April 20, 2004
Newcastle Evening Gazette
Fatigue is associated with many different illnesses but it's a symptom that multiple sclerosis sufferers know only too well.
Now, in MS Week, the Multiple Sclerosis Society wants to highlight the need for more research into the condition.
Jean Johnson walks on the treadmill with ease.
It's an activity she's making the most of.
The 55-year-old doesn't know how long she'll be able to stay active.
Because Jean has multiple sclerosis.
But she's not about to let that stop her doing exactly what she wants to do.
"It is very easy to lose what you have got if you don't use it," she smiles.
"It is important to keep going."
Jean is treasurer of the Multiple Sclerosis Therapy Centre in Middlesbrough, a vital tool for people with the condition.
People can meet there socially, as well as getting help, advice and information.
And there's also a range of equipment, designed to keep people with multiple sclerosis active and cope with their condition.
Treadmills and bike-like machines line the rooms in a bid to boost the circulation, and physios as well as complementary therapists who often visit the site to give patients added benefits.
"It is a fabulous place," says Jean.
"You hear people saying there is nothing for multiple sclerosis sufferers but we are just around the corner.
"The problem is that a lot of people do not know we are here."
Jean was diagnosed with MS in 1994, at the age of 45.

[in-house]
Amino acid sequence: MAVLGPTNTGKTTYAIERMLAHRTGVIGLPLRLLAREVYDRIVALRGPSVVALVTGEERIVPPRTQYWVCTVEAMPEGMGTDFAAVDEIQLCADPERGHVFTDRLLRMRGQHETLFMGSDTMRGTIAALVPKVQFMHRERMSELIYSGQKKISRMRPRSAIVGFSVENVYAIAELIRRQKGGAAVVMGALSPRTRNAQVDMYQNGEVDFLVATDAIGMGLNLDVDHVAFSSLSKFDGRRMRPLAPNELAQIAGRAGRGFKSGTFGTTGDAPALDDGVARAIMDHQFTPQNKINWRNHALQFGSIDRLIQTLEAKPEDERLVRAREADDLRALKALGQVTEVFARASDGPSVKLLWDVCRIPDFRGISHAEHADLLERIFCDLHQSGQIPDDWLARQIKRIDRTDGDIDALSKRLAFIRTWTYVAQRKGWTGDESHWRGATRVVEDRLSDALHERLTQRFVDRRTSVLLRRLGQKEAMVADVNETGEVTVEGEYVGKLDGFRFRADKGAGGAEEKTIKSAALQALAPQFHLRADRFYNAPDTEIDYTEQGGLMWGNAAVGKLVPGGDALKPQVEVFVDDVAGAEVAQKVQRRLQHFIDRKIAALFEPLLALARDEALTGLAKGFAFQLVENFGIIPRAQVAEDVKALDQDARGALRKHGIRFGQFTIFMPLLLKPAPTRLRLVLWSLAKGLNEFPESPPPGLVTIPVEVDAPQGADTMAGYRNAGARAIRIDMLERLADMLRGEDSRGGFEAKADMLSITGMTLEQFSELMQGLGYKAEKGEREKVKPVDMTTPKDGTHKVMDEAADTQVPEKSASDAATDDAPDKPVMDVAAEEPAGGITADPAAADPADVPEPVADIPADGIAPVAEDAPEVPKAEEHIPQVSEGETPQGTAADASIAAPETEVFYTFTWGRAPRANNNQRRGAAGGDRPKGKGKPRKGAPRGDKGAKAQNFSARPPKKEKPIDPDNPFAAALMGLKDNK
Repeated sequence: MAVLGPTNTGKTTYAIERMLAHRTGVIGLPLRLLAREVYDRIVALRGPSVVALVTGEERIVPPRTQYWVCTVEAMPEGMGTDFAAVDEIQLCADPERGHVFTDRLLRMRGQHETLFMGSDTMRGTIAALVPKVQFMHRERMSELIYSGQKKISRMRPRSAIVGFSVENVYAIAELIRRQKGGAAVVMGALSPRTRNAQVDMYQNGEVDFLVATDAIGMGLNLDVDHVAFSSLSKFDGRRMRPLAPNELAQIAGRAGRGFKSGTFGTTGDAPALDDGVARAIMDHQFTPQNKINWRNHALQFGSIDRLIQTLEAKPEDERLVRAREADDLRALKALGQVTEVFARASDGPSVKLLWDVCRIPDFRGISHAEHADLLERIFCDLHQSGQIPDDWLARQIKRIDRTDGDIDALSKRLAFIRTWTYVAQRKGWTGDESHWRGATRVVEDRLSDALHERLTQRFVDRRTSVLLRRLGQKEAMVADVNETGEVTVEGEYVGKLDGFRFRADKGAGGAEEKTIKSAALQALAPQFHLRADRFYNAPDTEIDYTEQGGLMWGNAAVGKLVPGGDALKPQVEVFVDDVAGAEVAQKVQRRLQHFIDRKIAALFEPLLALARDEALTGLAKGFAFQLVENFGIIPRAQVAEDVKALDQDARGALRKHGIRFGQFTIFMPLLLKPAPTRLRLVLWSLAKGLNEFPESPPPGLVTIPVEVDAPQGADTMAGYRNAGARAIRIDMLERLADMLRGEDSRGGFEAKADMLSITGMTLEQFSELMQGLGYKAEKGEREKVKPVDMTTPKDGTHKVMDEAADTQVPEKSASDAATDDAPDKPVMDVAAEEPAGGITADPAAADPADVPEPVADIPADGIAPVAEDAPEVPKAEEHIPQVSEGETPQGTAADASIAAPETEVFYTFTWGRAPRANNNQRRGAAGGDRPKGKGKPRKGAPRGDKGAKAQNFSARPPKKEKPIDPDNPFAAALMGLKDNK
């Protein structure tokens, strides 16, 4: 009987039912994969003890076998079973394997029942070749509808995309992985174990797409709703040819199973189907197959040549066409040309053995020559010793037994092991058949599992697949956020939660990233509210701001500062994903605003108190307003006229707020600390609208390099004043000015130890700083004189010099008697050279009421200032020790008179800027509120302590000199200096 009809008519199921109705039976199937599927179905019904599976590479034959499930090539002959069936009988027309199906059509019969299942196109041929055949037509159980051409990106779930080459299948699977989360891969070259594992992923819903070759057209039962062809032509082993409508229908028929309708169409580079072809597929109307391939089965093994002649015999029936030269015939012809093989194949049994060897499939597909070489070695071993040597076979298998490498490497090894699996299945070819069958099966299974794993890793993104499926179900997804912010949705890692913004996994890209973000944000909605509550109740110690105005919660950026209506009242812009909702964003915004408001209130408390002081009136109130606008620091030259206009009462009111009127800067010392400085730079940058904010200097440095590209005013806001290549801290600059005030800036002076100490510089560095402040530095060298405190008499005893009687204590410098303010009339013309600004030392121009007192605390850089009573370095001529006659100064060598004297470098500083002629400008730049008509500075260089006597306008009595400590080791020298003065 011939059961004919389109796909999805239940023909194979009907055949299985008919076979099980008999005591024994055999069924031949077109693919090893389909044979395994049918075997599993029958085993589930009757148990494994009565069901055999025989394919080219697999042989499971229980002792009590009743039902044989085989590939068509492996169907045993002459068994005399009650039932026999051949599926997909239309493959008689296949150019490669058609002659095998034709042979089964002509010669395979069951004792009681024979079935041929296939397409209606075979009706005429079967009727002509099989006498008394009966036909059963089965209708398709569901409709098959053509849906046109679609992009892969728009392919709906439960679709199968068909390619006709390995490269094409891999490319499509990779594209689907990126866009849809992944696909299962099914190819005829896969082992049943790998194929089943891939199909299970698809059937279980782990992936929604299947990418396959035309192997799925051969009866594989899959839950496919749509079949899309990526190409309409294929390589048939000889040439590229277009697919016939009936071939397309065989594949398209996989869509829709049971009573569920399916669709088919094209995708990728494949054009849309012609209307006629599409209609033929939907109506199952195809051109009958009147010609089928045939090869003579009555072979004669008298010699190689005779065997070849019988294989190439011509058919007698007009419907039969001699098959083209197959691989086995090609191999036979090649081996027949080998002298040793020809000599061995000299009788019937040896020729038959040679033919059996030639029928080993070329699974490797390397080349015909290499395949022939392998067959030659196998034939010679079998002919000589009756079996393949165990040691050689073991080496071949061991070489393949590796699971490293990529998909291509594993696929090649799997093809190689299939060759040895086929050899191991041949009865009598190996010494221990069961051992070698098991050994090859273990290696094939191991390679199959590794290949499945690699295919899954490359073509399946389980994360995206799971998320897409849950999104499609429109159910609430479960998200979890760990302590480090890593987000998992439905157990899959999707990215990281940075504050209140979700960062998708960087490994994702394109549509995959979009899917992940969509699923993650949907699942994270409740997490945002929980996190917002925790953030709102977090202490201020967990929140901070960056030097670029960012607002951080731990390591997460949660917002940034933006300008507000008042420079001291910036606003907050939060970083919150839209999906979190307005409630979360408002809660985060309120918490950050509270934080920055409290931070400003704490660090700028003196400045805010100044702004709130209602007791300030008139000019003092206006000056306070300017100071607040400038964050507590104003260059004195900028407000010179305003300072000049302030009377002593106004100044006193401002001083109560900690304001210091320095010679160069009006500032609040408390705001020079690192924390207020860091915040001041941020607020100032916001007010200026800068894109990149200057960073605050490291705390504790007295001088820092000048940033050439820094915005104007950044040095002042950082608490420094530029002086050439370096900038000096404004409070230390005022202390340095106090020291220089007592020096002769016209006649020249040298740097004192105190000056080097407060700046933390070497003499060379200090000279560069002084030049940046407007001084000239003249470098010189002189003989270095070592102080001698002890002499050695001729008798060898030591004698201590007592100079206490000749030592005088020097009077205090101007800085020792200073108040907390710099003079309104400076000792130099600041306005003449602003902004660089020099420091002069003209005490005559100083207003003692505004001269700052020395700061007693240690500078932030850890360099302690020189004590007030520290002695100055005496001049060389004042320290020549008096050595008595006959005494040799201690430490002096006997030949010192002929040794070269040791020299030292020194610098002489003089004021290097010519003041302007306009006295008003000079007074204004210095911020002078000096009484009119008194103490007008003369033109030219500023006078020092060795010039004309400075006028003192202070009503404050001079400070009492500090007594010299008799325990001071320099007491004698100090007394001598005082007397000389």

But for around 15 years previous to the diagnosis, she believes she had been suffering from the condition.
Although she had been suffering from excessive tiredness, it wasn't until April 1994 that Jean took action, after a family holiday to St Lucia.
As she walked through Heathrow Airport, her bladder failed and just minutes later, she fell flat on her face.
"My husband just said 'You are going to the doctor as soon as possible'.
"If I got a cold, I would be off work for two weeks and that wasn't right.
"I went to the doctor with a list of my symptoms over the years and he did some tests and said he thought I should go to see a neurologist or orthopaedic surgeon."
After undergoing more tests at Middlesbrough's North Riding Infirmary, Jean was eventually diagnosed with MS.
"I never even suspected that," she explains.
"But when I was diagnosed, it came as a great relief because it answered so many questions.
"I used to get tired because I had done too much but there was also the MS fatigue side of it. It just makes you want to cry.
"You just have to stop. It makes you have to be careful where you go."
Jean took early retirement and everything seemed rosy when suddenly, things started to go downhill.
That was when she contacted the Therapy Centre, off the trunk road.
"Coming here I have met people I would not otherwise have met," she says.
"It is a brilliant place.
"There are things I cannot do now because I am on a slow downward slope but then again, I am getting older so I am on a downward slope anyway.
"You just adapt."
Nine out of ten people with MS are affected by fatigue and half of them say it is their worst symptom.
It means people can be so exhausted they can't do their job properly or even enjoy playing with their children.
Mike O'Donovan, chief executive of the Multiple Sclerosis Society, said: "Although we now have drugs which can reduce the severity and frequency of MS attacks, they are only suitable for about one in ten of the 85,000 people in the UK who have the disease.
"We must go on looking for more effective drugs to treat symptoms but there is increasing hope that a way can be found to mend the damage and stop long-term disability developing.
"We have earmarked £1m this year for grants for new research into repair and fatigue and we are already committed to spending more than £11m on around 50 other research projects.
"Without more funds we shall not be able to afford many of the high
quality project applications we are receiving which could bring us closer
to eliminating this dreadful illness."
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